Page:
6 Ways to Improve Your Focus at Work

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I grew up with ADD. As a child, it was a constant struggle trying to manage my attention. In high school, I forced myself to work ahead on homework through math lessons so I wouldn’t get in trouble for fidgeting or talking to my neighbor. In college, I became a note-taker so I was forced to focus in lectures.

Now, as someone who struggles with adult ADD, I know all too well how hard it can be to hold your focus at work.

Whether I’m robotically hyper-focused on one thing or flitting around between tasks, trying to get things done can sometimes feel like listening to a radio that keeps changing channels.

As a result, I’ve picked up a few tricks for shepherding wayward attention. Hopefully they’ll be as helpful for you as they are for me.

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1. Pick One Thing to Do

If you can multitask successfully, more power to you — though the argument could be made that you’re overestimating that ability. But if you’re like me, writing an article while fielding emails and answering texts is a great way to fail three things at once.

The best skill I’ve learned to avoid multitasking is to simply take away the option: Pick one item off your to-do list and put the rest of the list out of your reach. I recommend a desk-drawer. At the bottom of the ocean.

Now take that one thing and follow the wisdom of Nike: Just do it. Don’t do anything else, and don’t stop until it’s done. And on that note:

2. Set a Deadline

Think back to college. Remember that time you had a paper due for a 8 a.m. class, and you were still working on it an hour beforehand? Remember how intensely focused you were?

You can tap into that focus any time you want. Set yourself an immediate deadline, such as “two hours from now.” This is an amazing way to lock onto a task, and you can do it over and over again throughout the day.

When you set deadlines right, your schedule is nothing but a list of tasks and time-limits, and you blast through the day in a white-knuckle haze, like an astronaut wrangling a ship through reentry. That feeling when you touch down on the other side of a finished day? Awesome.

3. Eliminate Potential Distractions

This one could easily make up a whole list of its own, so I’ll be as broad as possible: You need to identify anything that has even the slightest chance of interrupting you and then kill it.

Phone? Bury it in your bag. Stomach? Fill your desk with snacks. Email, Facebook, Twitter? Check them at predetermined points throughout the day and keep the browser closed for the rest of your distraction-free day.

More than that, though, you need to make sure your immediate work-environment is free of distractions as well. One way to do this is to get a stripped-down desk with no drawers to minimize clutter. Another way is to do your work from a log cabin in the Adirondacks. You do you.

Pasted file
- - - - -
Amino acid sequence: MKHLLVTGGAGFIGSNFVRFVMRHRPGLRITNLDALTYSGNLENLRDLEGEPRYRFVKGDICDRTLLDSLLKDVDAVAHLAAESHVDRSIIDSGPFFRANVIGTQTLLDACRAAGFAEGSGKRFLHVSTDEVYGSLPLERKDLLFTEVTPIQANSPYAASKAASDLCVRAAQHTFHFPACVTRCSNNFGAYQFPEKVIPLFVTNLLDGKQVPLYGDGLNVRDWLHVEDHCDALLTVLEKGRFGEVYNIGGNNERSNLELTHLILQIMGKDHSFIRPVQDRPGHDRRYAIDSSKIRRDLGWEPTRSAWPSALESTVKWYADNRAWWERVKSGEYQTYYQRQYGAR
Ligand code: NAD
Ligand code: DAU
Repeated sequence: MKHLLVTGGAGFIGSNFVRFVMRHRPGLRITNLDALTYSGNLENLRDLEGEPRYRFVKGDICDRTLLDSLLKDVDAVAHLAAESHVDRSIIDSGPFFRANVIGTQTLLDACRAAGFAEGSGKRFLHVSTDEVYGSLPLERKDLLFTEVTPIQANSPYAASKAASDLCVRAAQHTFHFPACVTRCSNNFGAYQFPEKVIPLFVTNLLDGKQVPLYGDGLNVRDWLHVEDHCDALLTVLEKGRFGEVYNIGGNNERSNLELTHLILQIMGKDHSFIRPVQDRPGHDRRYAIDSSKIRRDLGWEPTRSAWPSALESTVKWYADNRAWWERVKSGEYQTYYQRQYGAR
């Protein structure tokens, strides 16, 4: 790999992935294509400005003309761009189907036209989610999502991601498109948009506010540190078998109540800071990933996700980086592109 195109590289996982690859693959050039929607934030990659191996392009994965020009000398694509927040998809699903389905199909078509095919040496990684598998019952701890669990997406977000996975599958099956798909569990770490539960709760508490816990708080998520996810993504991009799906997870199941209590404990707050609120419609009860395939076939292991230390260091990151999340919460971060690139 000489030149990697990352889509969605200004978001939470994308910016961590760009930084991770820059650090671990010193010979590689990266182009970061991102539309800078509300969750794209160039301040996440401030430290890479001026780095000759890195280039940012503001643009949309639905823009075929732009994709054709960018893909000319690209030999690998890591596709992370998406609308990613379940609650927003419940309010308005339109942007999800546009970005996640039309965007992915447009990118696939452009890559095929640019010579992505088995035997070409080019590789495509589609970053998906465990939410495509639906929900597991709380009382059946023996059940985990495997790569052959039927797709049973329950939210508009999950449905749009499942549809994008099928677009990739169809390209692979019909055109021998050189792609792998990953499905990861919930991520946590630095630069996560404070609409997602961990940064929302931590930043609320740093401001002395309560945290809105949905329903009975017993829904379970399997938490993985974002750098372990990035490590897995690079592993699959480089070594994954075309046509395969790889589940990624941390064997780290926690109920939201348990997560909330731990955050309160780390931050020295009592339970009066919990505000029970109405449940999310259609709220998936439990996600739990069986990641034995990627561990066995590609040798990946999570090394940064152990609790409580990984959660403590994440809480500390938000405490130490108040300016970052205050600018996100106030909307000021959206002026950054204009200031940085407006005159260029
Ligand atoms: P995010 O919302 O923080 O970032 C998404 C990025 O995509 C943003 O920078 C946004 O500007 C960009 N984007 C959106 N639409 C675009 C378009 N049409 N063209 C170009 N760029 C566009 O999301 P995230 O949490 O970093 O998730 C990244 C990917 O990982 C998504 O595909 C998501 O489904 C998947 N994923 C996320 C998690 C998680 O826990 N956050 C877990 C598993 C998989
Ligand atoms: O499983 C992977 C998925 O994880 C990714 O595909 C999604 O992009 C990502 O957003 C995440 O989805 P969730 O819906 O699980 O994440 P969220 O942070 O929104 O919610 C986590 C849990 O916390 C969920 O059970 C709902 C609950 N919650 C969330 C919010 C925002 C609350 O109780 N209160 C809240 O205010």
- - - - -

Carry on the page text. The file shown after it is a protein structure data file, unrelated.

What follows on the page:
4. Wear Headphones

I cannot stress enough what a powerful weapon a pair of headphones can be. If you work at a desk, then you’re Conan the Barbarian and a pair of headphones is your sword, shield, bow and wise-cracking companion all rolled into one.

First, a pair of headphones physically chains you to your computer. Second, they shut the world out and cut off all noise. Third, they pump in noises that induce focus.

Finally, there’s something to be said for the ritual of putting on headphones, keeping them on until you reach your deadline. Donning headphones to tackle a task is like going to war. Taking them off when you’re done is like sheathing a sword. Mission accomplished.

5. Work in Short Bursts and Take Frequent Breaks

A lot of jobs will give you a set amount of break-time and tell you they don’t care how you use it. If that’s true for you, I recommend you resist the easy temptation (taking it all at once, at lunch-time) and do what your smoking friends have been doing for years: Break up the day into bite-size chunks to make it easier to manage.

How often should you take breaks?

Most efficiency experts advocate a break you’re overestimating that ability, and the science backs up that number. However, a break does not mean minimizing the work-stuff you have in one tab to open Facebook or Twitter in another. It means getting away from your desk and, more importantly, getting on your feet. Prolonged periods of sitting will literally you’re overestimating that ability. Nothing yanks you out of the zone like a heart attack.

6. Pay Attention to Your Brain

The most important lesson to take away from all this is to listen when your brain is trying to tell you something. If you’re bored with what you’re doing or get stir-crazy at your desk, that’s your brain rattling the bars of its tiny skull-shaped cage.

If there’s anything the experience of ADD teaches, it’s this: You can’t ignore your brain, and you can’t fight it — after all, it knows what you’re thinking. But you can make peace with your brain, establish a professional working relationship and set clear boundaries: Take one task at a time, set clear deadlines, remove the temptation of distractions, break up the day with frequent breaks and buy yourself a good pair of headphones.

What system or tip would you add to this list that helps you focus at work?

Sarah Landrum is the founder of Punched Clocks, a site dedicated to helping others find happiness and success in their careers. Follow her for more inspiring tips at @SarahLandrum

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